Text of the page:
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The unfortunate and unlucky Professor Lampini (George Zucco), gets “a hand” with his stranded vehicle from the conniving doctor and his sidekick. Lampini invites them in to his trailer and boasts about his main exhibit “The Actual Skeleton of Count Dracula the Vampire”. They kill Lampini and take over his show.

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Step right up and see the skeletal remains of Count Dracula the Vampire!

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Dracula (John Carradine) has been resurrected!

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Dracula mesmerizes Rita (Anne Gwynne) who just so happens to be an in-law of Dr. Niemann’s sworn enemy Carl Hussmann.

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Dracula transforms into a bat.

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Daniel meets a pretty Gypsy Lady named Ilonka (Elena Verdugo) whom he falls in love with.

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Dr. Niemann and Daniel explore the ruins of Castle Frankenstein and find the frozen bodies of the Wolf Man and Frankenstein’s creature.

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Dr. Niemann thaws the two creatures out and we meet Lawrence Talbot (Lon Chaney Jr) in his non-Wolf Man form.

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Ilonka, Daniel’s gypsy lady takes an instant liking to the handsome Lawrence.

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Dr. Niemann makes the promise of a cure for Talbot’s wolfism.

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Daniel divulges Lawrence’s secret to Ilonka.

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Frankenstein (Glenn Strange) is ready to wake from his long slumber.

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Dr. Niemann’s promise is shallow and he has no intention or desire to help Lawrence. Lawrence transforms into a werewolf and kills a local man.

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The death of a local man brings unwanted attention from the local police.

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Ilonka and Lawrence share a tender moment.

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Lawrence gives Dr. Niemann a piece of his mind.

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Dr. Niemann is far more interested in his current project; the re-awakening of Frankenstein’s creation!

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Lawrence Talbot’s transformation into the Wolf Man.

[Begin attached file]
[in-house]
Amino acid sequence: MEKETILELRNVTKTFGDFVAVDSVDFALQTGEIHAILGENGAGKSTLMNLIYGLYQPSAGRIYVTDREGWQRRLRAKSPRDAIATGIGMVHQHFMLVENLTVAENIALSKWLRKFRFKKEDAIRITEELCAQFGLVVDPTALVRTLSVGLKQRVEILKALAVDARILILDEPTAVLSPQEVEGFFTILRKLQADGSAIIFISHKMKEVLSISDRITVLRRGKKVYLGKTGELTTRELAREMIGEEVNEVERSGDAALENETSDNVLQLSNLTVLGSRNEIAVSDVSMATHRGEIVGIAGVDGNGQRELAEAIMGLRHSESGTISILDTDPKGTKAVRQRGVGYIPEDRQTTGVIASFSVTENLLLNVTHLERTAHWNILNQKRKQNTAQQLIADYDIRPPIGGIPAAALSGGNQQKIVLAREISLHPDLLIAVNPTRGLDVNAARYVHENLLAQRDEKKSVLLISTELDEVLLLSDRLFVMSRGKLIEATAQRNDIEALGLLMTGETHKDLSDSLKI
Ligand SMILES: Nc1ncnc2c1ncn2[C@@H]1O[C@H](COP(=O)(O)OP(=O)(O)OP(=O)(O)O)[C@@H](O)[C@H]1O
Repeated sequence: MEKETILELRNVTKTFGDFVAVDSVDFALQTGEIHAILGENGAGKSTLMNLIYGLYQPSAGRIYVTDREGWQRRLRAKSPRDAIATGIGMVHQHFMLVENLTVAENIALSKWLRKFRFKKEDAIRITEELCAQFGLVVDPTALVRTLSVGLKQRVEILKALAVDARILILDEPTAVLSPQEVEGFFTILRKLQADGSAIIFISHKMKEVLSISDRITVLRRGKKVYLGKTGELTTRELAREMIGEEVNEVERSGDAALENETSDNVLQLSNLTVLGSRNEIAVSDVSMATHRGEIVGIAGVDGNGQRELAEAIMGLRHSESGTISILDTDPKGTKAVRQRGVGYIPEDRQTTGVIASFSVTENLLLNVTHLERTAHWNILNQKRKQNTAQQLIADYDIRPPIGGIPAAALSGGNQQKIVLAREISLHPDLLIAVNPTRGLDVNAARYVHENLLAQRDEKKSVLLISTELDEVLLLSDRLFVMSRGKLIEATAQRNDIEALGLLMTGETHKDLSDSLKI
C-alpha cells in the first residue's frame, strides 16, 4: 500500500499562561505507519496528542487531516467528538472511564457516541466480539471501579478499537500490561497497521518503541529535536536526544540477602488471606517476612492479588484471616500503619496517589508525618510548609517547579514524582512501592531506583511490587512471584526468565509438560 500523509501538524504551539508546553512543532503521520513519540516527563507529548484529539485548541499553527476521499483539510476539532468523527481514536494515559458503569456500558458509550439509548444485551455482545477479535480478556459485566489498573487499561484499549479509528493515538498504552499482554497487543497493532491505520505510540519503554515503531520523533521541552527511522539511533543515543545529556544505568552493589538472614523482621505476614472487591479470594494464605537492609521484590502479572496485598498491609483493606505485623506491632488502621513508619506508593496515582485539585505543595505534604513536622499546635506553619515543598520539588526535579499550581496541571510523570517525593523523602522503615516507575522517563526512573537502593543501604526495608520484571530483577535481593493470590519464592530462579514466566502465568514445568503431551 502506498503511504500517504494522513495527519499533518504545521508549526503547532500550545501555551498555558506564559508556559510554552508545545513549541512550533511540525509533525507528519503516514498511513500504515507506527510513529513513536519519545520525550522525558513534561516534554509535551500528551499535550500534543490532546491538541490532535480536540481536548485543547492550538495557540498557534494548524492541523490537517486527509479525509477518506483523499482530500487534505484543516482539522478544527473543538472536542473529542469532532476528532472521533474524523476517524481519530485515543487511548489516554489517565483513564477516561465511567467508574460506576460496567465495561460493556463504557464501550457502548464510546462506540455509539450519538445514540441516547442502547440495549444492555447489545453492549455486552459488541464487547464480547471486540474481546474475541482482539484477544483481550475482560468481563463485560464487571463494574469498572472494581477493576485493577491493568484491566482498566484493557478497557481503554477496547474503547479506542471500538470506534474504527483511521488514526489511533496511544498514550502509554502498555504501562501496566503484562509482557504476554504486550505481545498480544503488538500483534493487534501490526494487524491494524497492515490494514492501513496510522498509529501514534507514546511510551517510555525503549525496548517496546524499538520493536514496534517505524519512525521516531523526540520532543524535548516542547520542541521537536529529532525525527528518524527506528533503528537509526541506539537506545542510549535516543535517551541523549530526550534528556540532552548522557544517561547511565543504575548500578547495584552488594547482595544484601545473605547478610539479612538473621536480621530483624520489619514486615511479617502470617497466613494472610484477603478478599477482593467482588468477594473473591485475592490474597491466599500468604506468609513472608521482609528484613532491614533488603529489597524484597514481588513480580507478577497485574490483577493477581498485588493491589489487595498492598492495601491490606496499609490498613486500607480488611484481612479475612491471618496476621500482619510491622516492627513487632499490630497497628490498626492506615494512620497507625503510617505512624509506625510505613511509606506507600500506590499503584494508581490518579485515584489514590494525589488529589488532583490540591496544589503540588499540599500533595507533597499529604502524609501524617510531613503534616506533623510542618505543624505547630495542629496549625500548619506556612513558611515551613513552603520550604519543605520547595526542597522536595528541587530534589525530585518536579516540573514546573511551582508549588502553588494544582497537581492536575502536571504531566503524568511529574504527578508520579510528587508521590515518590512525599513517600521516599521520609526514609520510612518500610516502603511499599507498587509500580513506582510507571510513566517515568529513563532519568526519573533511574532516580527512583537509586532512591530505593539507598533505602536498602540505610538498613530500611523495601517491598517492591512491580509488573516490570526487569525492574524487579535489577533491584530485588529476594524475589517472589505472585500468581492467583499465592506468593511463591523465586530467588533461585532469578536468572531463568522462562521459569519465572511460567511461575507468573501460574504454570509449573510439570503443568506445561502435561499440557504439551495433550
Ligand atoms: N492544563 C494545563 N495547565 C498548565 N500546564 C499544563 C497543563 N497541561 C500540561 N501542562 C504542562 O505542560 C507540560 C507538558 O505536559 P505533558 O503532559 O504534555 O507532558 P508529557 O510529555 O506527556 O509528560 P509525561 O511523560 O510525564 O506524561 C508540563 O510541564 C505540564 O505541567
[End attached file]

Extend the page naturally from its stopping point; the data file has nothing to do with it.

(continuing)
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Dr. Niemann.

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What is a monster movie without a lynch mob equipped with torches?

Dungeon Rating: 4/5

Directed By: Erle C. Kenton

Starring: Boris Karloff, Lon Chaney Jr., John Carradine, Anne Gwynne, Peter Coe, Lionel Atwill, George Zucco, Elena Verdugo, Sig Ruman, William Edmunds, Charles Miller, Philip Van Zandt, Julius Tannen, Hans Herbert, Dick Dickinson, Glenn Strange

Goregirl’s Dungeon on The Forgotten Filmcast

Posted in movies, USA with tags , , , , , , , , on October 14, 2013 by goregirl

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My vacation is over and it is back to reality; that first day of work after a holiday is a bitter pill I’ll tell ya what! I promised a summary last Thursday of my Vancouver International Film Festival experience; my apologies for the tardiness. Better late than never right? I will have a summary of VIFF and my holiday activities tomorrow night. In the meantime please check out the Forgotten Films podcast where I discuss Erle C. Kenton’s 1932 film Island of Lost Souls with my host Todd HERE. A big thanks to Todd for having me as his guest to discuss this under-appreciated gem.

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ISLAND OF LOST SOULS (1932) – The Dungeon Review!

Posted in horror, movies, USA with tags , , , , , , , , , , , on March 17, 2013 by goregirl

H.G. Wells was still living when Island of Lost Souls based on his book The Island of Dr. Moreau was made. Apparently he disapproved of the film. I wonder what he would have thought of the 1996 Frankenheimer abomination, or even Don Taylor’s 1977 version? I actually don’t dislike Taylor’s version; it does have a great cast with Burt Lancaster, Michael York, Barbara Carrera and Nigel Davenport; but it sure pales in comparison to Erle Kenton’s 1932 version. There is so much to applaud here but needless to say they do take liberties with Wells’ material. I’ll have to disagree with Mr. Wells’ interpretation as I absolutely love Island of Lost Souls!

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Edward Parker is the lone survivor of a shipwreck and is rescued by a passing vessel. The vessel commissioned by Dr. Moreau contains several cages of wild animals and a handful of other unusual looking passengers. Parker meets Mr. Montgomery who attends to the shaken man and sends a wire to his fiancée to let her know he is okay and will be arriving in a few days. Parker however gets into a scuffle with the ships drunken captain and knocks him out. Soon a second ship arrives and Dr. Moreau’s cargo is offloaded. The liquored up captain decides that Parker and his feisty fists should also be offloaded and literally throws him overboard landing him on the deck of Moreau’s ship. Moreau, none too pleased about this unwelcomed guest allows Parker to spend the night on the Island requiring his complete discretion in regards to what he might witness. Parker has no idea of the horrors that await him on the island of Dr. Moreau.